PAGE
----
We have teamed up with Audible to bring audiobooks to young people in custody, and introduced podcast making lessons to Feltham Young Offender Institution. This is part of our Inside Stories with Audible project, which aims to help young people develop their communication and literacy skills and improve their confidence through a range of audio activities.
As part of this project, Audible and National Prison Radio supported groups with podcast making sessions, where young people learned about storytelling, interview techniques, editing skills, recording, reflection and listening.
Our partnership also saw the implementation of 30 audiobook devices which are pre-loaded with a wide range of titles that the young people selected, following on from focus groups on their specific reading interests.
Titles include the likes of The Beast by Adebayo Akinfenwa (Headline), and Brief Answers to the Big Questions by Stephen Hawking (Hodder & Stoughton) which are featured alongside several Audible Originals such as In Search of Black History by Bonnie Greer, Bill Bryson's Appliance of Science and Days that Changed the World by Carrie Gibson.
Participants were visited by noted audio figures including Alexandra Curran and Jonathan Williams from Audible, who helped to develop storytelling skills, Hilary Ineomo-Marcus, a former NPR producer, who taught participants useful interview skills, and George the Poet, spoken-word artist, poet, rapper, and podcast host who helped with their creative writing. The participants’ podcasts were then aired on NPR which is available broadcast into 80,000 prison cells in England and Wales.
In custody, educational disadvantage is often compounded, research found in one year only 1% of youth offenders in custody for 12 months or less achieved 5 or more GCSEs A*-C.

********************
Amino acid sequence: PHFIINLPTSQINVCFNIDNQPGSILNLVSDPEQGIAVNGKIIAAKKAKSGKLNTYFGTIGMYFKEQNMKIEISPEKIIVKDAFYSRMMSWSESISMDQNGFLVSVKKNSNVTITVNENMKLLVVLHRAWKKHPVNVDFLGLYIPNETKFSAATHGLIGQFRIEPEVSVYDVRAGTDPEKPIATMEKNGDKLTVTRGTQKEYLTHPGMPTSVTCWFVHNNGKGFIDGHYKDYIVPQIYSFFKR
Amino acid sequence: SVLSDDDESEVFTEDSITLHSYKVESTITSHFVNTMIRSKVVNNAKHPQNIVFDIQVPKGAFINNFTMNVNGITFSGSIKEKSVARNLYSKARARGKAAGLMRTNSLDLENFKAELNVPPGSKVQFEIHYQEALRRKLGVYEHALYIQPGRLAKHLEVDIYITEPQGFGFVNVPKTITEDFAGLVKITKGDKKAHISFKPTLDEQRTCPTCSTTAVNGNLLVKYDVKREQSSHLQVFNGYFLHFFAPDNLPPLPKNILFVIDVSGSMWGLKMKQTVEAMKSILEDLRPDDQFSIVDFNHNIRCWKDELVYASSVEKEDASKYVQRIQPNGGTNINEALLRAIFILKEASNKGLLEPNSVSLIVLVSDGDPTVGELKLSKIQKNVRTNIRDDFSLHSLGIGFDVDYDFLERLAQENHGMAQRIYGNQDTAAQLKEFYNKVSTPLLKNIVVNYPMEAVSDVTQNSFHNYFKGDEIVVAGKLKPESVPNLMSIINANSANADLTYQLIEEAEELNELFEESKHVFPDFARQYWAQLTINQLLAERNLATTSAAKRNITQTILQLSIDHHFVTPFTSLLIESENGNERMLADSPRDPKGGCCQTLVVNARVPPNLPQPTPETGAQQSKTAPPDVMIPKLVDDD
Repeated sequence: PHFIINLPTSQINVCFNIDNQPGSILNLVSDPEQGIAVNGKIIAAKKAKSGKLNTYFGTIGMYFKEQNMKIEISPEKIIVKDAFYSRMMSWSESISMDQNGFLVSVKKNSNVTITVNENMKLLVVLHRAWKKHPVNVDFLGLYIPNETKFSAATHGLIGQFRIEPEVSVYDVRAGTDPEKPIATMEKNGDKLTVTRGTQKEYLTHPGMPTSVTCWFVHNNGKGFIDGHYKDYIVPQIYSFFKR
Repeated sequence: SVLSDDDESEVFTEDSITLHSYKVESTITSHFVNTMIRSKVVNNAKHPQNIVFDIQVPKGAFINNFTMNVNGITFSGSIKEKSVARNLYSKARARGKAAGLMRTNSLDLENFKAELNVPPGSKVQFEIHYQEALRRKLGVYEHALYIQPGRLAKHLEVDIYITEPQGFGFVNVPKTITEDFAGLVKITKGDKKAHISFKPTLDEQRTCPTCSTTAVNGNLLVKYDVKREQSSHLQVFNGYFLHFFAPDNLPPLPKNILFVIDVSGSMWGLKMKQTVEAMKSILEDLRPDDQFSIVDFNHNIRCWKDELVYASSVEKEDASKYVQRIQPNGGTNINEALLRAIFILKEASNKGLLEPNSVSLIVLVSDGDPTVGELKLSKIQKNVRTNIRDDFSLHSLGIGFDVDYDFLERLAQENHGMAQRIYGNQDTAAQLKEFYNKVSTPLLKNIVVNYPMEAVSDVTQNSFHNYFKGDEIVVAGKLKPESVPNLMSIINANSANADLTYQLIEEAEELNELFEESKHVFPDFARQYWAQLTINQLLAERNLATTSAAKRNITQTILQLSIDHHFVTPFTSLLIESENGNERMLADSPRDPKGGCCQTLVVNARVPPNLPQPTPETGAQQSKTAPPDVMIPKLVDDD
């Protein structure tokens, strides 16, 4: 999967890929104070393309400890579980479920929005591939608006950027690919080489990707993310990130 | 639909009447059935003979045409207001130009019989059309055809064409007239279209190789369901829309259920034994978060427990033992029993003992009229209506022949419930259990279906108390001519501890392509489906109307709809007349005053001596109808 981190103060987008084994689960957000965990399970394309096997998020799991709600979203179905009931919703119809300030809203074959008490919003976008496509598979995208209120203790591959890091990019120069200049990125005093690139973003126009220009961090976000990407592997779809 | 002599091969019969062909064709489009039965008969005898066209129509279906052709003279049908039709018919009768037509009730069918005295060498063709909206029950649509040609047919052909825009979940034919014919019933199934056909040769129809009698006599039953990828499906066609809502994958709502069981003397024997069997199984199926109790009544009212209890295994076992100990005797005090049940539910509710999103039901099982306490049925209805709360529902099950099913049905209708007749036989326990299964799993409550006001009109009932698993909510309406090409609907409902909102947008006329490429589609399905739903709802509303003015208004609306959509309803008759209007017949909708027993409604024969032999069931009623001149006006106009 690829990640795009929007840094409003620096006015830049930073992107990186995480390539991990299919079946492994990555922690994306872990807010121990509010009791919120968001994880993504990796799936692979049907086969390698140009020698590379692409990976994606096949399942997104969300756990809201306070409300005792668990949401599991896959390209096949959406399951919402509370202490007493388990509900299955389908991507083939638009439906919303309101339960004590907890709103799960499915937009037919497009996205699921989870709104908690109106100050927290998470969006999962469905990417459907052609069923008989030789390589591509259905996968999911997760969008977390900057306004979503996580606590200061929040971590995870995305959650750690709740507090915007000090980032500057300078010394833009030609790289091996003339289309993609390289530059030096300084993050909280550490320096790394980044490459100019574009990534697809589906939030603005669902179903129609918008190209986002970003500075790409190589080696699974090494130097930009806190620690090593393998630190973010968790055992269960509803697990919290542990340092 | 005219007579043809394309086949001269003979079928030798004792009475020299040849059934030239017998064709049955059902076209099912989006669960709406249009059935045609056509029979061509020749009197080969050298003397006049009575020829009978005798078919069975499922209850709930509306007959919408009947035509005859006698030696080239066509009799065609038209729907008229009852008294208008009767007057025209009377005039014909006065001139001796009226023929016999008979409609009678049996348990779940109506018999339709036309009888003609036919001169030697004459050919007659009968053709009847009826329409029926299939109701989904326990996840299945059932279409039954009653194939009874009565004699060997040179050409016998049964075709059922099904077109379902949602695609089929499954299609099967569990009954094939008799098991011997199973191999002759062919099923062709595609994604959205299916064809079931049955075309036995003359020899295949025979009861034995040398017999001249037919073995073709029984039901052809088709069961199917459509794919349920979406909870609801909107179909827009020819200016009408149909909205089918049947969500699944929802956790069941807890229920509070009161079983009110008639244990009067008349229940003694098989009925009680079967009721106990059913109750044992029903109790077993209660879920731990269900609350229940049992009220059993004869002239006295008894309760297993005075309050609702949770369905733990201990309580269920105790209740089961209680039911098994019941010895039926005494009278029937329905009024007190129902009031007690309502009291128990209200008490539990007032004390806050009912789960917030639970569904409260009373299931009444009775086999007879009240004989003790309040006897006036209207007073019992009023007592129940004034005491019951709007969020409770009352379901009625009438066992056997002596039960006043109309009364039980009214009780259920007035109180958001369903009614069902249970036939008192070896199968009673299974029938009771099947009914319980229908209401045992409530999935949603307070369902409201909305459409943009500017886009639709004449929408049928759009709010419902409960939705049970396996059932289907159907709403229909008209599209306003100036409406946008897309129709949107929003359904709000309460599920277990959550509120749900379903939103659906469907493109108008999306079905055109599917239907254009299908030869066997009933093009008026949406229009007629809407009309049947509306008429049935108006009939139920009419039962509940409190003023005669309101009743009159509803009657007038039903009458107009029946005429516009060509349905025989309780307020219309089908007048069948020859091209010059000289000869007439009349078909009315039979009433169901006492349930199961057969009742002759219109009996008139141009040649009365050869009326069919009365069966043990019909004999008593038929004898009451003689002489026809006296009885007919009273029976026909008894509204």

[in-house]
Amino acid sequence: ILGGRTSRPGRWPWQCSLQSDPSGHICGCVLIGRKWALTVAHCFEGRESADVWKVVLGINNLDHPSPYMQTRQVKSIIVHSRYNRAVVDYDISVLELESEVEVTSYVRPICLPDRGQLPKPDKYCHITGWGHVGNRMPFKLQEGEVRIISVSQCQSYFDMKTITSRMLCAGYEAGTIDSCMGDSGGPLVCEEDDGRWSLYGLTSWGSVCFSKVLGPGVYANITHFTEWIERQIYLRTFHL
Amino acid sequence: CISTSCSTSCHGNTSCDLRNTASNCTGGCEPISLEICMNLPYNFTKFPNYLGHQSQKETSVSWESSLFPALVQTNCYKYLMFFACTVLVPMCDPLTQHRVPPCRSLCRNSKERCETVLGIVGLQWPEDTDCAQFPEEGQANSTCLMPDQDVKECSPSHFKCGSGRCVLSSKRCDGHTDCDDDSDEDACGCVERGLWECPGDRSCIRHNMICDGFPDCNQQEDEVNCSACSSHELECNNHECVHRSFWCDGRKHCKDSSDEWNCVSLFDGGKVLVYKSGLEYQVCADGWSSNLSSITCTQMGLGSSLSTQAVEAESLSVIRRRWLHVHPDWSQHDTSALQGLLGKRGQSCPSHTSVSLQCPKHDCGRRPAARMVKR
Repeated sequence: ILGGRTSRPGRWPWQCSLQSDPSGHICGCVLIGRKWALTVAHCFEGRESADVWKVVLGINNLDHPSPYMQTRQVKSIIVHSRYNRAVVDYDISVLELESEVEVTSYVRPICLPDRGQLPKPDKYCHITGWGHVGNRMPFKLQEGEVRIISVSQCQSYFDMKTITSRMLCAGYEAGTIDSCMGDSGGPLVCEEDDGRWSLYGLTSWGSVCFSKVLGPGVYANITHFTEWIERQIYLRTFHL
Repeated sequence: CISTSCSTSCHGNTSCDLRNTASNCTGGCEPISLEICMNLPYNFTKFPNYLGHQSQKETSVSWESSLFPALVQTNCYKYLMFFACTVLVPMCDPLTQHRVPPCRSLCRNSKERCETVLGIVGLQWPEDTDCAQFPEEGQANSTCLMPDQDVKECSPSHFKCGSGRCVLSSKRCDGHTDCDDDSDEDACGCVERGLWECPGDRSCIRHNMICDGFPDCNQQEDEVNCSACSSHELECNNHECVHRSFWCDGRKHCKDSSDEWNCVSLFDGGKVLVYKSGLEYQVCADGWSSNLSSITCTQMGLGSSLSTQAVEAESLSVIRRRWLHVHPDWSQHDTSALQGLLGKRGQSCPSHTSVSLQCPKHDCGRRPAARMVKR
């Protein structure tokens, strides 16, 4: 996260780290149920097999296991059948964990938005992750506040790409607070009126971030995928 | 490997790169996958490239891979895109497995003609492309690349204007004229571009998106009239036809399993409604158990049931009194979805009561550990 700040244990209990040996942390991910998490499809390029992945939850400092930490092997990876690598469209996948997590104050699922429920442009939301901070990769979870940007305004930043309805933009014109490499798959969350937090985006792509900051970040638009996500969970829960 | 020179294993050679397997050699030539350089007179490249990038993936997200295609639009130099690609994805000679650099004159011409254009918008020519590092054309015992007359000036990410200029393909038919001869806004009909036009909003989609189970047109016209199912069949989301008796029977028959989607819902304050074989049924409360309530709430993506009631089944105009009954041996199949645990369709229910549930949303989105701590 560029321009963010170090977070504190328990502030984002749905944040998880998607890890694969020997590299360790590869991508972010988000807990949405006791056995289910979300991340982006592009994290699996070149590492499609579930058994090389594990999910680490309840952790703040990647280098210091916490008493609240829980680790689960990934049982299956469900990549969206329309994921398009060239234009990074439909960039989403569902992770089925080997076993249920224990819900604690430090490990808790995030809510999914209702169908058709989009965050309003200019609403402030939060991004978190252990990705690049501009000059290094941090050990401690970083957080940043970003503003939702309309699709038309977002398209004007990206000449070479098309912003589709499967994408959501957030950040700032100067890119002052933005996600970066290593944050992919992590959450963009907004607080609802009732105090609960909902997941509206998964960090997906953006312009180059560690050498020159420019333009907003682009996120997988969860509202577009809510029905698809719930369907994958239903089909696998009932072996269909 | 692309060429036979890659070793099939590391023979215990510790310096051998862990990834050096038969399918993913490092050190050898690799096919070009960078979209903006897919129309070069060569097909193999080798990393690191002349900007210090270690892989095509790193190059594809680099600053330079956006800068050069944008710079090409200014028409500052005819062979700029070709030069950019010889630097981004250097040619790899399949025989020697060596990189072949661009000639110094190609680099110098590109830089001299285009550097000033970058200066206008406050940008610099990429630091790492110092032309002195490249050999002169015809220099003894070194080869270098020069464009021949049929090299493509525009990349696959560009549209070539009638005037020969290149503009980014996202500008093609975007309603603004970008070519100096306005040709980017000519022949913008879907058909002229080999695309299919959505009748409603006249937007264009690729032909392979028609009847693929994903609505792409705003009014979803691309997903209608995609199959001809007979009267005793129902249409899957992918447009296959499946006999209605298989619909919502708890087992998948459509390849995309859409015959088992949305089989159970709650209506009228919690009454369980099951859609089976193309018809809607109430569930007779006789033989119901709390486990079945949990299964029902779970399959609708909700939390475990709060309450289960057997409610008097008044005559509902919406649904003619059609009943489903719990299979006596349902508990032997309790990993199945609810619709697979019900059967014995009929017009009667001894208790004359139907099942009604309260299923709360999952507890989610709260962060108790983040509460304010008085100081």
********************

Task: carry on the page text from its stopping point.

Recent National Literacy Trust research showed that audiobooks can break down some of the barriers to reading for reluctant readers, with 1 in 5 children and young people (aged 8-18) saying that listening to an audiobook or podcast got them interested in reading books. Audio allows children and young people to access a wide range of stories, and listen to stories beyond their reading level.
On the introduction of the audiobook devices into HMYOI Feltham, Patrick Allen, Head of Education, HMYOI Feltham said: “The introduction of the audio devices to Feltham has been a revelation. Our lessons went from being almost entirely paper based, to having interactive resources which have already improved learner engagement and behaviour. Feedback from teachers and learners has been overwhelmingly positive. We will build on this success by expanding the use of the tablets, with the help of our partners the National Literacy Trust and Audible.”
The partnership looks towards continuing this project.
Rebecca Perry, Policy and Programme Manager at the National Literacy Trust, said: “We’re really glad to be able to deliver such an exciting opportunity to young people in HMPYOI Feltham. Thank you to Audible and National Prison Radio for your unwavering support.
I was particularly struck by the sessions which cover interview technique – not only did these develop the young people’s skills and increase their confidence, it also gave them the chance to have open and honest conversations with people who also have personal experience of the criminal justice system and have gone on to turn their lives around. The personal nature of the stories the young people recorded for broadcast on NPR was a testament to the space which had been created for them to express themselves.”
Kevin Addley, Country Manager UK from Audible, said: “It’s been a privilege to work closely with the National Literacy Trust to improve literacy levels and provide skill-based training to the young people at HMYOI Feltham through this collaboration. Inside Stories with Audible is a testament to creativity and joy that can come from podcast making and access to audiobooks, and we’re delighted to have been able to support the participants. The work they’ve produced has been incredibly moving and inspiring to listen to and we look forward to continuing this project.”